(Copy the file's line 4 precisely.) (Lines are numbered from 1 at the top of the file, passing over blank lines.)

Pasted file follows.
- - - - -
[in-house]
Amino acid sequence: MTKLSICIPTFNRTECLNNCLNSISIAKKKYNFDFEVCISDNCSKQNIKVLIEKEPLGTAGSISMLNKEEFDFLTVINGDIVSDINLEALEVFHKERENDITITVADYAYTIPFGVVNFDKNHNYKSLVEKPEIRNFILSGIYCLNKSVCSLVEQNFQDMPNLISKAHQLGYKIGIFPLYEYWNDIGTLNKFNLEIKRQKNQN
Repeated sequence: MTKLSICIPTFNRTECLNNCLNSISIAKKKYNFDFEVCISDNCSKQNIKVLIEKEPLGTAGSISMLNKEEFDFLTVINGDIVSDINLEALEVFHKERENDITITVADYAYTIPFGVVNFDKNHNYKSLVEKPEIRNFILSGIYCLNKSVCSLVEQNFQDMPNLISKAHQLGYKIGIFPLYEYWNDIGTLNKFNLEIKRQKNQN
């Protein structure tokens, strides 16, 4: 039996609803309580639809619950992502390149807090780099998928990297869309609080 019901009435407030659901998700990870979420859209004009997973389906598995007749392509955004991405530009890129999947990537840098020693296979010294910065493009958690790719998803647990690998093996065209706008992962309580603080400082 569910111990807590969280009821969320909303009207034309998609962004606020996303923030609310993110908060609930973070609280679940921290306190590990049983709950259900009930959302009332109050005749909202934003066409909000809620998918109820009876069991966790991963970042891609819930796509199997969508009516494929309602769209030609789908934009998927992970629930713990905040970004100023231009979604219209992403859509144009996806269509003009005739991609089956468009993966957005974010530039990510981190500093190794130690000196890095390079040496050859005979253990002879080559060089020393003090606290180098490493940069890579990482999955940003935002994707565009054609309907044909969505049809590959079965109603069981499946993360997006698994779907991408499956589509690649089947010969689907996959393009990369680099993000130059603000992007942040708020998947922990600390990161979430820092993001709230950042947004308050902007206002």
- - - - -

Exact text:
């Protein structure tokens, strides 16, 4: 039996609803309580639809619950992502390149807090780099998928990297869309609080 019901009435407030659901998700990870979420859209004009997973389906598995007749392509955004991405530009890129999947990537840098020693296979010294910065493009958690790719998803647990690998093996065209706008992962309580603080400082 569910111990807590969280009821969320909303009207034309998609962004606020996303923030609310993110908060609930973070609280679940921290306190590990049983709950259900009930959302009332109050005749909202934003066409909000809620998918109820009876069991966790991963970042891609819930796509199997969508009516494929309602769209030609789908934009998927992970629930713990905040970004100023231009979604219209992403859509144009996806269509003009005739991609089956468009993966957005974010530039990510981190500093190794130690000196890095390079040496050859005979253990002879080559060089020393003090606290180098490493940069890579990482999955940003935002994707565009054609309907044909969505049809590959079965109603069981499946993360997006698994779907991408499956589509690649089947010969689907996959393009990369680099993000130059603000992007942040708020998947922990600390990161979430820092993001709230950042947004308050902007206002």